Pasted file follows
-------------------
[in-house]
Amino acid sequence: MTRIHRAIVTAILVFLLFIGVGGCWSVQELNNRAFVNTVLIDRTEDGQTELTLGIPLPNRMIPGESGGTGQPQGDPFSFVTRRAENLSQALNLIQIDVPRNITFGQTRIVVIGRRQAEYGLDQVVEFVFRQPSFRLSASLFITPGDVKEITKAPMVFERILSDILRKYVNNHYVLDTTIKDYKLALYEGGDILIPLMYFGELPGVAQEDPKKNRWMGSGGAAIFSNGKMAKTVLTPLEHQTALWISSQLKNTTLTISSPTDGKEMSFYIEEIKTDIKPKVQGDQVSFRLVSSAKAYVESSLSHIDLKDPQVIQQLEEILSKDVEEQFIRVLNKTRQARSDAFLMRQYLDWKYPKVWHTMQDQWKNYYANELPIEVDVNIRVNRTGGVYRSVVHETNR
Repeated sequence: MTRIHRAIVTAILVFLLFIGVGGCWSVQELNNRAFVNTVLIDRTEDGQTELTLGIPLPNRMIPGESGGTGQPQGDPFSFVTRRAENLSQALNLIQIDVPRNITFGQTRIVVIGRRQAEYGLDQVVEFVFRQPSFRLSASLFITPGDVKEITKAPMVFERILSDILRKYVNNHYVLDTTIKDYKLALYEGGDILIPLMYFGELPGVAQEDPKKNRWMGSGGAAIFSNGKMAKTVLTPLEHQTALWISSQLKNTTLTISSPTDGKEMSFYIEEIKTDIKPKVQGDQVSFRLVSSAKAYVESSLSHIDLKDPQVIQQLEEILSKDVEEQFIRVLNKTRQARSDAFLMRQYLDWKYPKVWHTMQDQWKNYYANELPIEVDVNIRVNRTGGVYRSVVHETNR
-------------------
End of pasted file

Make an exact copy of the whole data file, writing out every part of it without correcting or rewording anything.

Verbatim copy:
[in-house]
Amino acid sequence: MTRIHRAIVTAILVFLLFIGVGGCWSVQELNNRAFVNTVLIDRTEDGQTELTLGIPLPNRMIPGESGGTGQPQGDPFSFVTRRAENLSQALNLIQIDVPRNITFGQTRIVVIGRRQAEYGLDQVVEFVFRQPSFRLSASLFITPGDVKEITKAPMVFERILSDILRKYVNNHYVLDTTIKDYKLALYEGGDILIPLMYFGELPGVAQEDPKKNRWMGSGGAAIFSNGKMAKTVLTPLEHQTALWISSQLKNTTLTISSPTDGKEMSFYIEEIKTDIKPKVQGDQVSFRLVSSAKAYVESSLSHIDLKDPQVIQQLEEILSKDVEEQFIRVLNKTRQARSDAFLMRQYLDWKYPKVWHTMQDQWKNYYANELPIEVDVNIRVNRTGGVYRSVVHETNR
Repeated sequence: MTRIHRAIVTAILVFLLFIGVGGCWSVQELNNRAFVNTVLIDRTEDGQTELTLGIPLPNRMIPGESGGTGQPQGDPFSFVTRRAENLSQALNLIQIDVPRNITFGQTRIVVIGRRQAEYGLDQVVEFVFRQPSFRLSASLFITPGDVKEITKAPMVFERILSDILRKYVNNHYVLDTTIKDYKLALYEGGDILIPLMYFGELPGVAQEDPKKNRWMGSGGAAIFSNGKMAKTVLTPLEHQTALWISSQLKNTTLTISSPTDGKEMSFYIEEIKTDIKPKVQGDQVSFRLVSSAKAYVESSLSHIDLKDPQVIQQLEEILSKDVEEQFIRVLNKTRQARSDAFLMRQYLDWKYPKVWHTMQDQWKNYYANELPIEVDVNIRVNRTGGVYRSVVHETNR